Search This Blog

Wednesday, September 28, 2016

Soeur Sourire - Dominique (1963)

Sœur Sourire
The Singing Nun

Dominique, inique, inique
s'en allait tout simplement
Routier pauvre et chantant
En tous chemins, en tous lieux
Il ne parle que du bon Dieu
Il ne parle que du bon Dieu

A l'époque où Jean-sans-Terre
D'Angleterre était le Roi
Dominique, notre Père
Combattit les Albigeois

Certain jour un hérétique
Par des ronces le conduit
Mais notre père Dominique
Par sa joie le convertit

Ni chameau, ni diligence
Il parcourt l'Europe à pied
Scandinavie ou Provence
Dans la sainte pauvreté

Enflamma de toute école
Filles et garçons pleins d'ardeur
Et pour semer la Parole
Inventa les Frères-Prêcheurs

Chez Dominique et ses frères
Le pain s'en vint à manquer
Et deux anges se présentèrent
Portant de grands pains dorés

Dominique vit en rêve
Les prêcheurs du monde entier
Sous le manteau de la Vierge
En grand nombre rassemblés

Dominique, mon bon Père
Garde-nous simples et gais
Pour annoncer а nos frères
La vie et la vérité

Jeanne Deckers (17 October 1933 – 29 March 1985), aka Jeannine Deckers, better known as Sœur Sourire ("Sister Smile", often credited as The Singing Nun in English-speaking countries), was a Belgian singer-songwriter and initially a member of the Dominican Order in Belgium as Sister Luc-Gabrielle.

She acquired world fame in 1963 with the release of the French-language song "Dominique", which topped the U.S. Billboard and other charts.

Early years
She was born Jeanne Paule Deckers in Laeken in 1933, the daughter of a pâtisserie shop owner, and was educated in a Catholic school in Brussels. She was a keen Girl Guide who bought her first guitar to play at Guide evening events. Though she was thinking about becoming a nun even as a young woman, she trained and then worked as a teacher.
In September 1959 she entered the Missionary Dominican Sisters of Our Lady of Fichermont, headquartered in the city of Waterloo, where she took the name Sister Luc-Gabrielle.

Music career
While in the convent, Deckers wrote, sang and performed her own songs, which were so well received by her fellow nuns and visitors that her religious superiors encouraged her to record an album, which visitors and retreatants at the convent would be able to purchase.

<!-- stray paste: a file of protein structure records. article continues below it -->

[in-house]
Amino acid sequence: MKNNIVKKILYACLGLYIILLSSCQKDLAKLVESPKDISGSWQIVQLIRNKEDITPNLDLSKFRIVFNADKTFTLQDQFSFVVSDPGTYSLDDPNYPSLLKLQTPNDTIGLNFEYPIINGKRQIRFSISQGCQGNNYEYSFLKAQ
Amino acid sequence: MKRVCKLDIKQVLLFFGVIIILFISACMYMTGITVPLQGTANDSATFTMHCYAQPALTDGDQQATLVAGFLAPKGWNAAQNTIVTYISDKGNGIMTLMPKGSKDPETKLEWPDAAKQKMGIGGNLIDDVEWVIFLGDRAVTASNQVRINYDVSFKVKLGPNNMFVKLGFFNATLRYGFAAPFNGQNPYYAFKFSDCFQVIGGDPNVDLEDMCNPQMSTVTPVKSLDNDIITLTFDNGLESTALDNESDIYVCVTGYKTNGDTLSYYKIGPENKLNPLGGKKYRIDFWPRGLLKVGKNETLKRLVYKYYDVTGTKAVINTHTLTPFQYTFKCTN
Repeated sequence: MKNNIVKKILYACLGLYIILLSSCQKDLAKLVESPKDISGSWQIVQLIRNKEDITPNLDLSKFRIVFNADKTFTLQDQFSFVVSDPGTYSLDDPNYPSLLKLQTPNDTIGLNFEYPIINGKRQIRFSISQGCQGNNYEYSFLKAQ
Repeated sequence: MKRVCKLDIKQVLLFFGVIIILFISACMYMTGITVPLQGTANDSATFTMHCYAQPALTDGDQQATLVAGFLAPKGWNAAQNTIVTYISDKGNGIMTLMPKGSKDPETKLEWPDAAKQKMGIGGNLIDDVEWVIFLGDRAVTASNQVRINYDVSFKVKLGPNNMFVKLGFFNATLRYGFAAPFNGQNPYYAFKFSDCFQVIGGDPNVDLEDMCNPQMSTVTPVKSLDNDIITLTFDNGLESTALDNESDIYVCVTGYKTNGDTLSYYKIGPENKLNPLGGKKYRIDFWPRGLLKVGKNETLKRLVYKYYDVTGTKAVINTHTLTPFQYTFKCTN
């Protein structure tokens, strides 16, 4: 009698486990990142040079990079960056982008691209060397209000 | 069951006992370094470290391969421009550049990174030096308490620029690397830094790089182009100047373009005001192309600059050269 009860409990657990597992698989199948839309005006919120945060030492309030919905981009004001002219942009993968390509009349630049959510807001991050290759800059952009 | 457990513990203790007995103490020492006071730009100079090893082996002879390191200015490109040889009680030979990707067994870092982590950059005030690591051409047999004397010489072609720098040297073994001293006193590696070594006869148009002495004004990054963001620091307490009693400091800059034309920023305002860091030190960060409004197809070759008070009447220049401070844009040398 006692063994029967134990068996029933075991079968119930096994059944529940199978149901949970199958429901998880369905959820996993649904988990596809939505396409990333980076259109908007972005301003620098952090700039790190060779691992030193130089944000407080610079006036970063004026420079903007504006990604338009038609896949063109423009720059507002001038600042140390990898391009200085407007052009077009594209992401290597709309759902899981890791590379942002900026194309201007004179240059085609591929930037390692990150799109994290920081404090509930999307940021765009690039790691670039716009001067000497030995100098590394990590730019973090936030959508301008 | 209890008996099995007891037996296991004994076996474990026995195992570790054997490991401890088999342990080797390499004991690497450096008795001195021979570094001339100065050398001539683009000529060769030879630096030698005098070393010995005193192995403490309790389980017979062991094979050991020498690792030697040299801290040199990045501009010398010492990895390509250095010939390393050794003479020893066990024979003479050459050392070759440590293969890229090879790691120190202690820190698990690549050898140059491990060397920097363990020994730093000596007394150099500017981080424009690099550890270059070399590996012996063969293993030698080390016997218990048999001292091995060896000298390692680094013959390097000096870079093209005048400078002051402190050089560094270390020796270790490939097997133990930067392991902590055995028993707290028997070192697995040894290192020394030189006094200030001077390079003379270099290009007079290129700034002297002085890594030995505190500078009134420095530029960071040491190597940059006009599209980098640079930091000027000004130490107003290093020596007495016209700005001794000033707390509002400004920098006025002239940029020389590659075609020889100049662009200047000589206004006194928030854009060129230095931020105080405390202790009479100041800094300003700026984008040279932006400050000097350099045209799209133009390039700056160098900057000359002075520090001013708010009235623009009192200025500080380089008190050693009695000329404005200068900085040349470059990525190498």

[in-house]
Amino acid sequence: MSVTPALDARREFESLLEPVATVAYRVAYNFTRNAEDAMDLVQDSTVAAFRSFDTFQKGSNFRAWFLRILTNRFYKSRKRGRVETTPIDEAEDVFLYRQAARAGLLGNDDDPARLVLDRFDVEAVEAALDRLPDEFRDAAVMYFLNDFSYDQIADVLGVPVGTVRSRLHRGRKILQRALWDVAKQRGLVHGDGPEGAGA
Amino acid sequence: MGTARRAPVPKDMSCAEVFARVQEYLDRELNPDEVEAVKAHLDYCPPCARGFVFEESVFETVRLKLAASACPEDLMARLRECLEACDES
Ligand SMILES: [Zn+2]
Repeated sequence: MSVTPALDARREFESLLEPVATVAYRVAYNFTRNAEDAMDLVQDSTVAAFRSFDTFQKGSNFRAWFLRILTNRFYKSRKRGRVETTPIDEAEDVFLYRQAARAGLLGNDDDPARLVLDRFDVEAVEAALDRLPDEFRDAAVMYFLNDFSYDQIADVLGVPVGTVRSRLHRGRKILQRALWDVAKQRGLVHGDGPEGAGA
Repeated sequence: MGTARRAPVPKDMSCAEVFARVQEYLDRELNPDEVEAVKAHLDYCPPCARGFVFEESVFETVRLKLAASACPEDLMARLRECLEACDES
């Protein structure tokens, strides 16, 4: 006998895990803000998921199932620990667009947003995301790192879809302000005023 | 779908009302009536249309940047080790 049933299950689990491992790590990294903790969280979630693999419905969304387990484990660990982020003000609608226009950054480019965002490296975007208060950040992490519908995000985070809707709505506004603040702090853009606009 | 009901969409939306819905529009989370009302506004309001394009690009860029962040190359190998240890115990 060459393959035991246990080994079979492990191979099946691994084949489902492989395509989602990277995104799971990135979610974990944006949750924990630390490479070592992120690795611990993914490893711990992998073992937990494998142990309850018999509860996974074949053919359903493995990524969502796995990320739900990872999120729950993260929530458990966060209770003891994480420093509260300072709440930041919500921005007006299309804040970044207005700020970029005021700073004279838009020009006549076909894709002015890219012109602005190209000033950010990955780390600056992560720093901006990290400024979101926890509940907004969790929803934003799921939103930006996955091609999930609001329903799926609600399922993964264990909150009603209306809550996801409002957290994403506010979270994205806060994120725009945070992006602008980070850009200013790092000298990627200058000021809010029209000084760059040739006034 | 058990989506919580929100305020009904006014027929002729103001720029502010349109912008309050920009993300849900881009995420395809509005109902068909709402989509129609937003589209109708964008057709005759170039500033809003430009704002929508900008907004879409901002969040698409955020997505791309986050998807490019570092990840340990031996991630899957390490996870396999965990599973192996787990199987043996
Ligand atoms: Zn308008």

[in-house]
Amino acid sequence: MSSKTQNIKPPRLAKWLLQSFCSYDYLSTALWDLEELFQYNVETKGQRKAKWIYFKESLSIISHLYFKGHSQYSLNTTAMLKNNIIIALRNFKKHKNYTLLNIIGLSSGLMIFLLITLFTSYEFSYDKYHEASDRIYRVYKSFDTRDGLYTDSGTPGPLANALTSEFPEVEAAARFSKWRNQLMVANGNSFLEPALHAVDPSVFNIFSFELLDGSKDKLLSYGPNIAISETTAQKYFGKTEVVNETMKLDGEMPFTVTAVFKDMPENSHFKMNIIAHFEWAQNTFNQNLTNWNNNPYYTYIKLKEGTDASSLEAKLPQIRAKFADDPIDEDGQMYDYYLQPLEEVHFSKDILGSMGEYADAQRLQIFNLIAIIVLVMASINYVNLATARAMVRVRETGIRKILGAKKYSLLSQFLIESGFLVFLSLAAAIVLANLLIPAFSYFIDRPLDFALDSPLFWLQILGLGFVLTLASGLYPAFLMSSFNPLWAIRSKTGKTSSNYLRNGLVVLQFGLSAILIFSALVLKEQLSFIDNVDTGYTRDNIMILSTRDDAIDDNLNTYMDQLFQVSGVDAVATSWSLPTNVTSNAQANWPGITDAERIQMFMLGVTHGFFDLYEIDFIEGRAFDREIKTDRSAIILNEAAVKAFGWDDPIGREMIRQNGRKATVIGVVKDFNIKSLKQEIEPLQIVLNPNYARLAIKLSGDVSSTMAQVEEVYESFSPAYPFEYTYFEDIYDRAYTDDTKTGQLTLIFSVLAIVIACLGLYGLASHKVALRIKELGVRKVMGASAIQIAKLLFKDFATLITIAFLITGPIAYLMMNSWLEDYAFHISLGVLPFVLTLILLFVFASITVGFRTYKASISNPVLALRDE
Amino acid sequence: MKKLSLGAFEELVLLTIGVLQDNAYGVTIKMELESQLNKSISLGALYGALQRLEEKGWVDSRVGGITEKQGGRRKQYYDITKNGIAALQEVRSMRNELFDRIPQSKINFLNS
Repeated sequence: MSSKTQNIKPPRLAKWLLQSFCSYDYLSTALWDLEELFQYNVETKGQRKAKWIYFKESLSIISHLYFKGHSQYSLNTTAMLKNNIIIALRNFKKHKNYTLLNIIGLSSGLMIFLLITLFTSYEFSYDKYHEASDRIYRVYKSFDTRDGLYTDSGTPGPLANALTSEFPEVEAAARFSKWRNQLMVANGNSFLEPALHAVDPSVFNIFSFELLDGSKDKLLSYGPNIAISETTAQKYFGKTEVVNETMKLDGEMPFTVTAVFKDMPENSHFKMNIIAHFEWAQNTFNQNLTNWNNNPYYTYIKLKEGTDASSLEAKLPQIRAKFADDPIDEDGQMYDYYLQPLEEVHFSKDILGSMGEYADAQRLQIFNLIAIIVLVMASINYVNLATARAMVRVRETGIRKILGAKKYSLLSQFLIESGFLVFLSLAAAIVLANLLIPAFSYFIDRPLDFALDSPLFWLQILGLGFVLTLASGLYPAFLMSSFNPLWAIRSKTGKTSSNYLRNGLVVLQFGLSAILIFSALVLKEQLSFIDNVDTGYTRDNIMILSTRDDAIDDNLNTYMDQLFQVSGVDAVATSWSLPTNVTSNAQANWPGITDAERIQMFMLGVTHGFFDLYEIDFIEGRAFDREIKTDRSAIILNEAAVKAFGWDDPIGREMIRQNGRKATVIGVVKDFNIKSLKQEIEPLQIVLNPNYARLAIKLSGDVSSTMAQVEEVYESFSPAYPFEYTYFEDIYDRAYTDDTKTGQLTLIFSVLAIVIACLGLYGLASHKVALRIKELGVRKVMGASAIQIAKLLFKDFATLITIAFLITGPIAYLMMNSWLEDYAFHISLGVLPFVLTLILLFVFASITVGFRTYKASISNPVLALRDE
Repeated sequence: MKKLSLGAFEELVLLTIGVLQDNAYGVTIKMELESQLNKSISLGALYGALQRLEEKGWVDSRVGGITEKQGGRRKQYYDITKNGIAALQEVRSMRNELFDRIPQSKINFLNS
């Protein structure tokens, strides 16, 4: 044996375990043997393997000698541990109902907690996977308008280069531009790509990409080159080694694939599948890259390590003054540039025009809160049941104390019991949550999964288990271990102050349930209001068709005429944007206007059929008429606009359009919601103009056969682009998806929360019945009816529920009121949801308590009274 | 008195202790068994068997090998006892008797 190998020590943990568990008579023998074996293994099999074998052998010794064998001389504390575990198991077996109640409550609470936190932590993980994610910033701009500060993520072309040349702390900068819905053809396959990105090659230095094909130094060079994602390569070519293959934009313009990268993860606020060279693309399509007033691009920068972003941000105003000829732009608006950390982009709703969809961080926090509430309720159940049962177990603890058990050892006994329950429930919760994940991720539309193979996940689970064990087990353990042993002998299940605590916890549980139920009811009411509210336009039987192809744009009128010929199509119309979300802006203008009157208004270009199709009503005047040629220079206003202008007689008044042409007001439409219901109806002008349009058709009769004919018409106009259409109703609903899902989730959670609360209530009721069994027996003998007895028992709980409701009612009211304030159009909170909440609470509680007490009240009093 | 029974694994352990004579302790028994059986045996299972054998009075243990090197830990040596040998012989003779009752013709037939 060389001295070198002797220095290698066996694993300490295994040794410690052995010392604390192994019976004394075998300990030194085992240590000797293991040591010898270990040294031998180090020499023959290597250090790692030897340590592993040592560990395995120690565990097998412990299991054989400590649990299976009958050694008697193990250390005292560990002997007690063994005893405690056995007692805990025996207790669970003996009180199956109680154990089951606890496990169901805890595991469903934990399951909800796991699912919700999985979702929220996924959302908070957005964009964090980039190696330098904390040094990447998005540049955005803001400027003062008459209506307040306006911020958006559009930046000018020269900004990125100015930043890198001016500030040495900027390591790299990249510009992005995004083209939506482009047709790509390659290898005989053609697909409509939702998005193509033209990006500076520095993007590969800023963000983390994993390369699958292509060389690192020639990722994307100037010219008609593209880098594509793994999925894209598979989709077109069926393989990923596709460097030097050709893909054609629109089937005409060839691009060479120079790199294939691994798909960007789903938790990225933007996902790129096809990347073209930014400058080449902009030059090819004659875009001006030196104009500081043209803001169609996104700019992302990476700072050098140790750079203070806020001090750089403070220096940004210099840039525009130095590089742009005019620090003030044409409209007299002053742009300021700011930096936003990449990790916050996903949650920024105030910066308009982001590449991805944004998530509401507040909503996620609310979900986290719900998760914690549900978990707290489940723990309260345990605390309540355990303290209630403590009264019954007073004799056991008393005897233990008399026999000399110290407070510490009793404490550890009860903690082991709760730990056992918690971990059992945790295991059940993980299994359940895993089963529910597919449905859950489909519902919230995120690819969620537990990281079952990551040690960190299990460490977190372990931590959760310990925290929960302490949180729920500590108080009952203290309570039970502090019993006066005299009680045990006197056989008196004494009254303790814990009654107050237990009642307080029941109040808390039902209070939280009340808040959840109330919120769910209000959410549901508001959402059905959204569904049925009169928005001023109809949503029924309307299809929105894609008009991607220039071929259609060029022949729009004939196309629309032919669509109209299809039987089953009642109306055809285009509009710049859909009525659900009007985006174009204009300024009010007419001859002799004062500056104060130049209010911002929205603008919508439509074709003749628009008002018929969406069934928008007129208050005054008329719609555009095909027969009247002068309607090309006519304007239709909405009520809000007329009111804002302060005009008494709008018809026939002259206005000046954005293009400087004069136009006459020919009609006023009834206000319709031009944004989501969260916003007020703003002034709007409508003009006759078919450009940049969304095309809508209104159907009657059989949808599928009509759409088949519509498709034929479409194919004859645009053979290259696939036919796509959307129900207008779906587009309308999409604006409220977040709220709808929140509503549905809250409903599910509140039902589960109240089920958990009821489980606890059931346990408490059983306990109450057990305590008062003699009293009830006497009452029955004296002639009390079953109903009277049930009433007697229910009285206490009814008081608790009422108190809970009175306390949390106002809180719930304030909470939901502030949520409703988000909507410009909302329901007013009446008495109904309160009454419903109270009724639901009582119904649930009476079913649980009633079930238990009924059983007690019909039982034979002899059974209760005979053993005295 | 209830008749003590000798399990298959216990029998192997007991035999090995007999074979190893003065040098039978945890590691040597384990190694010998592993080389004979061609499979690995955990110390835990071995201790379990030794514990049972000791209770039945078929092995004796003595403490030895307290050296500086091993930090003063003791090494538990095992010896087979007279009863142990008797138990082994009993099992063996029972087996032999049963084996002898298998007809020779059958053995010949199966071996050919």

In 1961, the album was recorded in Brussels at Philips; the single "Dominique" became an international hit, and in 1962 her album sold nearly two million copies. The Dominican Sister became an international celebrity, with the stage name of Sœur Sourire ("Sister Smile"). She gave concerts and appeared on The Ed Sullivan Show on 5 January 1964. "Dominique" was the first, and remains the only, Belgian song to be a number one hit single in the United States.

Deckers found it difficult having to live up to her publicity as "a true girl scout", always happy and in a good mood. "I was never allowed to be depressed", Deckers remembered in 1979. "The mother superior used to censor my songs and take out any verses I wrote when I was feeling sad."

In 1963 she was sent by her order to take theology courses at the University of Louvain. She liked the student life, if not her courses. She reconnected with a friend from her youth, Annie Pécher, with whom she slowly developed a very close relationship.

The Singing Nun is a 1966 American semi-biographical film about the life of Deckers. It stars Debbie Reynolds in the title role. The film also stars Ricardo Montalbán, Katharine Ross, Chad Everett, and Ed Sullivan as himself.

In 2009, Sœur Sourire, a Franco-Belgian biopic, starring Cécile de France as Deckers, was released.

The song "Dominique" is topically heard early in episode 10 of season 3 of Mad Men, set in 1963.

No comments: